N.C. Stores Pull Spinach From Shelves In Wake Of E. coli Outbreak
Posted September 17, 2006
RALEIGH, N.C. — Grocery stores across North Carolina removed thousands of bags of spinach from shelves Friday after the U.S. Food and Drug Administration linked tainted leaves to a deadly multi-state E. coli outbreak.
No E. coli cases related to the spinach have been reported in North Carolina, said spokeswoman Carol Schriber of the state Department of Health and Human Services.
The original outbreak was reported Thursday in eight states, and FDA officials said Friday that they had received reports of illness in about 20 states. The bacterium has killed one person and sickened nearly 100 others.
The outbreak was traced to Natural Selection Foods, based in San Juan Bautista, Calif., and the company has voluntarily recalled products containing spinach. Their products are sold as Rave Spinach, Natural Selection Foods, Dole, Earthbound Farm, Trader Joe's, Ready Pac, Green Harvest, among other brand names.
FDA officials stressed that the bacteria had not been isolated in products sold by Natural Selection Foods. The link was established by patient accounts of what they had eaten before becoming ill.
"It is possible that the recall and the information will extend beyond Natural Selection Foods and involve other brands and other companies, at other dates," said Dr. David Acheson, the chief medical officer with the FDA's Center for Food Safety and Applied Nutrition.
Experts said produce could also be contaminated by animals tracking feces through crop fields, or by contaminated irrigation systems.
State food and drug officials have been in frequent contact this week with the FDA. They said Friday that they're prepared to do their own testing.
"We're going to go out, see if it's sold in North Carolina," said North Carolina Food and Drug Protection Director Joe Reardon. "We'll collect samples ourselves and see if we can identify if there's a problem."
Food Lion removed all of its bagged spinach from its 1,200 stores in 11 states in the Southeast and mid-Atlantic, said Jeff Lowrance, a spokesman for the Salisbury-based chain.
Lowe's Foods, based in Winston-Salem, went further. It also removed bulk spinach from store shelves early Friday, said Barbara Saulpaugh, the grocery chain's vice president of marketing and merchandising. The store has about 100 stores in North Carolina and a handful in Virginia and South Carolina.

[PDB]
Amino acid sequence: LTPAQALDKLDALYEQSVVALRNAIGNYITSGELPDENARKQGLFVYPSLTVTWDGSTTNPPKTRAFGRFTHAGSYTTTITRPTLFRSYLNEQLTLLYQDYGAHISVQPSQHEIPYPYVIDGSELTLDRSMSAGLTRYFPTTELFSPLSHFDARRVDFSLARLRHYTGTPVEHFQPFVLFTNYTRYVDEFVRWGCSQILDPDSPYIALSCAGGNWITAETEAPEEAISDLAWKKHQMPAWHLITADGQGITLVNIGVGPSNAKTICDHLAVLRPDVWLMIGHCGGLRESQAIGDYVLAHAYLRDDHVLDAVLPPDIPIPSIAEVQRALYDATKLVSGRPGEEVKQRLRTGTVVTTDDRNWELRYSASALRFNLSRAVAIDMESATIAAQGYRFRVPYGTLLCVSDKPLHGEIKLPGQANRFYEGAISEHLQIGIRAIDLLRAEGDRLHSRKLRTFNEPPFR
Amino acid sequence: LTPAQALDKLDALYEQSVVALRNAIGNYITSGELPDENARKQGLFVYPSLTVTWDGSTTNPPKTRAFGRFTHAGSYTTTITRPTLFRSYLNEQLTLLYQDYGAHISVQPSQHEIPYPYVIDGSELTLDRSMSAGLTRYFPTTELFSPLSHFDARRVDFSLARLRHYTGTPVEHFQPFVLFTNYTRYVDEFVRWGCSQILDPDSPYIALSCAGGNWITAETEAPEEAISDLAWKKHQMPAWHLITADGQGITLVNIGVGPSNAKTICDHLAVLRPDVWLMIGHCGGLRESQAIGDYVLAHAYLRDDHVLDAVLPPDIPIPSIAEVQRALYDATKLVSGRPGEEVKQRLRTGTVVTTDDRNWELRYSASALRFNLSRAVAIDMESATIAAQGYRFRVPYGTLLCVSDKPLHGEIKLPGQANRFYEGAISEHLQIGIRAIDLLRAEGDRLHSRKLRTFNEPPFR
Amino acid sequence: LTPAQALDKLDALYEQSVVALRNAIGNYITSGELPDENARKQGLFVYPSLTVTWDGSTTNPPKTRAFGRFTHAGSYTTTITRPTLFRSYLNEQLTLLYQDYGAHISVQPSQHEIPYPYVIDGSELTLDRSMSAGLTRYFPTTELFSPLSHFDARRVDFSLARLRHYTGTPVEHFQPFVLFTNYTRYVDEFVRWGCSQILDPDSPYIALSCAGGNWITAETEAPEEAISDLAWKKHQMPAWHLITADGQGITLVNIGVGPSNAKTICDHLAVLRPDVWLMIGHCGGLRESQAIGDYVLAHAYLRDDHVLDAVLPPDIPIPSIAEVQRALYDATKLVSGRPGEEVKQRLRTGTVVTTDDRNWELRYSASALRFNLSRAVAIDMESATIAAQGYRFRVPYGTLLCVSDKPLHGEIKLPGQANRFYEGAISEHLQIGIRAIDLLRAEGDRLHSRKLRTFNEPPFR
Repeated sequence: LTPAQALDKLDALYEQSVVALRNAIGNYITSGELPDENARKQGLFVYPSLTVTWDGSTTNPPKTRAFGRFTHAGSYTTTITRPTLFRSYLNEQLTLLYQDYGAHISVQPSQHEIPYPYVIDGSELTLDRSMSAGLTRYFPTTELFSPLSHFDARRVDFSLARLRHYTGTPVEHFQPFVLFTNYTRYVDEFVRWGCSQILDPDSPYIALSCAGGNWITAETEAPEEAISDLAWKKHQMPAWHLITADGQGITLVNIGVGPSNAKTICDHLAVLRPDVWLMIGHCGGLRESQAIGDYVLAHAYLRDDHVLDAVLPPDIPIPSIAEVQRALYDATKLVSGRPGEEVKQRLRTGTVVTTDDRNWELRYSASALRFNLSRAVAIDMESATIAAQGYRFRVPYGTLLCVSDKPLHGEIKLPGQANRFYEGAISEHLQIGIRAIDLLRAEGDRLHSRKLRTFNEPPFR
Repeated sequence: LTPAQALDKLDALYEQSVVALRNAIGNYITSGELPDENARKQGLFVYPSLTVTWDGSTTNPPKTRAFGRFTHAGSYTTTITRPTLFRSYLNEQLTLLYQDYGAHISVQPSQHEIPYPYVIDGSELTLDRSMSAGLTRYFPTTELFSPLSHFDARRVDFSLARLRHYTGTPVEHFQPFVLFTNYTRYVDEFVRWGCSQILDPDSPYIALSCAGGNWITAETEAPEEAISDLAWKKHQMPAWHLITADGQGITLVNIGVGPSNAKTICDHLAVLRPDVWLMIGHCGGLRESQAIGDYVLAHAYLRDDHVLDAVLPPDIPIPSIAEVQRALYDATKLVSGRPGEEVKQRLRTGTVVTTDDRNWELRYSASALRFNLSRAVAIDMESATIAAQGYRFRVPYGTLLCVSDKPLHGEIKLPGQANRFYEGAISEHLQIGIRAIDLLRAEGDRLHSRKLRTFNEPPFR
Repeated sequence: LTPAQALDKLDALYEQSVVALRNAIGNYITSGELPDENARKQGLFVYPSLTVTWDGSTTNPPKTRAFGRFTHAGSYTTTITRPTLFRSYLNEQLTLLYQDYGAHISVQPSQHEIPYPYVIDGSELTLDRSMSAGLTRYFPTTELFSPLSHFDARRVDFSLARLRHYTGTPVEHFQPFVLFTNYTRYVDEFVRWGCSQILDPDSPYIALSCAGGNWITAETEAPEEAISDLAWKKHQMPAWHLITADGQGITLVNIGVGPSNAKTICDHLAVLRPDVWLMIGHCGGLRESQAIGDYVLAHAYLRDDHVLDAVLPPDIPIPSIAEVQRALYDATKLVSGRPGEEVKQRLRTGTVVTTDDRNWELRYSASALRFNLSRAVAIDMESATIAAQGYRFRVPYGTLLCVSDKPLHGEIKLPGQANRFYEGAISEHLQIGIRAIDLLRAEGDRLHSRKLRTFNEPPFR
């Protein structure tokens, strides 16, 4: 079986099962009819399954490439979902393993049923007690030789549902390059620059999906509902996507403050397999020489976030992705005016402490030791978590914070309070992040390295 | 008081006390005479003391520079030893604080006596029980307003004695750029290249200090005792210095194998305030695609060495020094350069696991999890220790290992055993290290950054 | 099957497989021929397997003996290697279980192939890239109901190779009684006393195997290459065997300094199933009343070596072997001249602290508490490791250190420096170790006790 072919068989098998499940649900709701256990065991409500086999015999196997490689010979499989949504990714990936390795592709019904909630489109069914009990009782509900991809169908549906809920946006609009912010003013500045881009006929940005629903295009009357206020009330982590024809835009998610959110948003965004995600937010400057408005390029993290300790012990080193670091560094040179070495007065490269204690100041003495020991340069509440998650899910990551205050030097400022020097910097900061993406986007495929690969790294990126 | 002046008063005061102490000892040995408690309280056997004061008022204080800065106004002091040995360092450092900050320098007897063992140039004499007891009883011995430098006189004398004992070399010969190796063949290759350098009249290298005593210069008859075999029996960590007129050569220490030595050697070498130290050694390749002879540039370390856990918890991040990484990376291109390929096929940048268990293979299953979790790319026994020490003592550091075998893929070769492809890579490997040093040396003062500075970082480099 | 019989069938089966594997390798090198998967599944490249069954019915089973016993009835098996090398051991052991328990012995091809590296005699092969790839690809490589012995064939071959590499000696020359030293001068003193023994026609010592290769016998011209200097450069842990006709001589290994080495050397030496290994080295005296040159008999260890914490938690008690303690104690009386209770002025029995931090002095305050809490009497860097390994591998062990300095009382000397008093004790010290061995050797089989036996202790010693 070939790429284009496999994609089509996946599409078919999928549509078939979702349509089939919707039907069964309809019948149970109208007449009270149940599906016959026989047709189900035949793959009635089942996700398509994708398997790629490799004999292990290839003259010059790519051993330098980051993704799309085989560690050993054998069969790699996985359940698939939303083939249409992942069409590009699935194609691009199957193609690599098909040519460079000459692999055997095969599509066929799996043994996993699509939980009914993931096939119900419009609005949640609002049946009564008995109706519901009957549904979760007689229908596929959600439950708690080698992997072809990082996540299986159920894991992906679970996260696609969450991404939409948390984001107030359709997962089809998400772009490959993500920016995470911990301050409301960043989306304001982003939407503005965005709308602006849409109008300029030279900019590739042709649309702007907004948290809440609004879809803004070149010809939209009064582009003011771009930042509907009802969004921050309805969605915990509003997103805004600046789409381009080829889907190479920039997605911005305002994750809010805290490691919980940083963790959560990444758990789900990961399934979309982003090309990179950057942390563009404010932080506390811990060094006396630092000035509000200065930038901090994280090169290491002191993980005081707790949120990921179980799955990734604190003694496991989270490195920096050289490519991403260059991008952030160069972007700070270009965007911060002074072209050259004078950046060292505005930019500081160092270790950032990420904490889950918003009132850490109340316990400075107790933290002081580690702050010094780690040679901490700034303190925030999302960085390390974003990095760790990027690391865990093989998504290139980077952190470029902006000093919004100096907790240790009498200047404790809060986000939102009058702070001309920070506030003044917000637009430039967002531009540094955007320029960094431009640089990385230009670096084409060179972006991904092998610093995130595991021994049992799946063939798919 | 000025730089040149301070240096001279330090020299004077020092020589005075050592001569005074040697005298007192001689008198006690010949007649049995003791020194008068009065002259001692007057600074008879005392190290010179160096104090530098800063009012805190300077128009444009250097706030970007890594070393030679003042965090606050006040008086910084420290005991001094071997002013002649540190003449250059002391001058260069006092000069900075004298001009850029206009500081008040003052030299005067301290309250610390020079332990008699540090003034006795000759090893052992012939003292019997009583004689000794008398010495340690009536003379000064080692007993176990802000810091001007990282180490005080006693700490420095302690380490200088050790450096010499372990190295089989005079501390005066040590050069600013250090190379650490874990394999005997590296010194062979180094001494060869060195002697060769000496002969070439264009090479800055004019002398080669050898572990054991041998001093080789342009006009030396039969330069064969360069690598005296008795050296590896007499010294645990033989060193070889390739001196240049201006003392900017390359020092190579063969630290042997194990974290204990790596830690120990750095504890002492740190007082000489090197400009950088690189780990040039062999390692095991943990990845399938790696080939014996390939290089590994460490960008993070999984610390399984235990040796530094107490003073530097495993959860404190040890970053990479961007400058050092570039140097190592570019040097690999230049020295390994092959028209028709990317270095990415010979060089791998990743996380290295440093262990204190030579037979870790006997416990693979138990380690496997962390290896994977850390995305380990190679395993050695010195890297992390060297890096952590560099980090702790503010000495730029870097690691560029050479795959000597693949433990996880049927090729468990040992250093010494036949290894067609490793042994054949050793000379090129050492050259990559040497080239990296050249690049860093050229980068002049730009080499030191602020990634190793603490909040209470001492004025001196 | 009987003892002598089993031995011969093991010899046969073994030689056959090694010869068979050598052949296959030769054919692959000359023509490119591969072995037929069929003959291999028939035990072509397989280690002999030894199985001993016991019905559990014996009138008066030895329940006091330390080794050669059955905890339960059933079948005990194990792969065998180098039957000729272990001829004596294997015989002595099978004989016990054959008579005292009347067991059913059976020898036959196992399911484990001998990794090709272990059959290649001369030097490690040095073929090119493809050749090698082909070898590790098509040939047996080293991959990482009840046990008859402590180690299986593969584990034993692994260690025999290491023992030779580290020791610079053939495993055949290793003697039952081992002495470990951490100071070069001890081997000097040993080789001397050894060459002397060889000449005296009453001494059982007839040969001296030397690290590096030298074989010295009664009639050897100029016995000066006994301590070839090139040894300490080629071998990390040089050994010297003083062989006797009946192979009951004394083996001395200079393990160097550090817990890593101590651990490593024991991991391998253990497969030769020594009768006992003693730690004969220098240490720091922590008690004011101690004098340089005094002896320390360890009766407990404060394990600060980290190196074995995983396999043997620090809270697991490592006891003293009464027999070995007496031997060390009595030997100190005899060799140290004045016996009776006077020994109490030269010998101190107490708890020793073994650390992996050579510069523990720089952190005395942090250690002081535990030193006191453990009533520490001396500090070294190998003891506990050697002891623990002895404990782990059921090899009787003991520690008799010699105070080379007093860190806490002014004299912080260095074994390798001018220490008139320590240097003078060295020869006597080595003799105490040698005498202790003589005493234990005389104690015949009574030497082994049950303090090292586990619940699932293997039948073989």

"We have pulled everything off our shelves until we get any further information from the FDA," she said. "One of the things that is disconcerting is that this is one of the fastest-growing parts of our bagged salad category. It's a little frustrating because we'd like to sell the product."
Fresh Market Inc. has also stopped selling spinach. The Greensboro-based chain has 59 stores in the Southeast and Midwest, including Indiana, one of the states where E. coli cases have been reported.
Ingles Markets Inc. of Asheville has pulled bagged spinach and mixed salads containing spinach from its shelves, according to chief financial officer Ron Freeman. The company has 197 stores in six states.
Harris Teeter markets, based in Matthews, said Thursday that it was taking all bagged salad products that contained spinach off its shelves until it received clarifying information from the FDA.
Health experts said the E. coli danger extends to all fresh produce, and they recommended washing all fruits and vegetables, including packaged produced labeled as pre-washed or ready-to-eat.
State officials said North Carolina has some of the United States' most rigorous testing standards for food. Each week, scientists pull a number of different items from supermarkets across the state and test them for bacteria that could sicken consumers, including E. coli.
The outbreak was first reported Thursday. States reporting cases were: California, Connecticut, Idaho, Indiana, Kentucky, Maine, Michigan, Minnesota, New Mexico, Nevada, New York, Ohio, Oregon, Pennsylvania, Utah, Virginia, Washington, Wisconsin and Wyoming, according to the Centers for Disease Control and Prevention.
Wisconsin accounted for 29 illnesses, about one-third of the cases, including the lone death.